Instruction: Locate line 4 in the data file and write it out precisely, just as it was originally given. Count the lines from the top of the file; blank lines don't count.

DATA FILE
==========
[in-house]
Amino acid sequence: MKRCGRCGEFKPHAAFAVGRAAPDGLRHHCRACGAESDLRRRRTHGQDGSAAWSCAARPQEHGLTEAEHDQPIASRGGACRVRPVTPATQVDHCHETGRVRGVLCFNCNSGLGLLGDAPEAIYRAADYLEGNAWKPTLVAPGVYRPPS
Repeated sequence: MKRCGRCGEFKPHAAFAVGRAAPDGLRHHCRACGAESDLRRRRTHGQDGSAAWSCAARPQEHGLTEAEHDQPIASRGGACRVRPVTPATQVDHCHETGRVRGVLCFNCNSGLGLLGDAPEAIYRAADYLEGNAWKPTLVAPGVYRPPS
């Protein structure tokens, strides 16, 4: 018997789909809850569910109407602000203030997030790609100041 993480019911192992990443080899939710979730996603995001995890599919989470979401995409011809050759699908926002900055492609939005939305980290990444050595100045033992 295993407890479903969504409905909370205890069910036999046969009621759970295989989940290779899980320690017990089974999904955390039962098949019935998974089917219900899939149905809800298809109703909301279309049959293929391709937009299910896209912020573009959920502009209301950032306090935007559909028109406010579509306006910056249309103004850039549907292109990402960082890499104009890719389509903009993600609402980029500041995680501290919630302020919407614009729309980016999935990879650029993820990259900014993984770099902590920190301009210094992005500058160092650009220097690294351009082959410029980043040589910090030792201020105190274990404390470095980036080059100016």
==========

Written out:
């Protein structure tokens, strides 16, 4: 018997789909809850569910109407602000203030997030790609100041 993480019911192992990443080899939710979730996603995001995890599919989470979401995409011809050759699908926002900055492609939005939305980290990444050595100045033992 295993407890479903969504409905909370205890069910036999046969009621759970295989989940290779899980320690017990089974999904955390039962098949019935998974089917219900899939149905809800298809109703909301279309049959293929391709937009299910896209912020573009959920502009209301950032306090935007559909028109406010579509306006910056249309103004850039549907292109990402960082890499104009890719389509903009993600609402980029500041995680501290919630302020919407614009729309980016999935990879650029993820990259900014993984770099902590920190301009210094992005500058160092650009220097690294351009082959410029980043040589910090030792201020105190274990404390470095980036080059100016």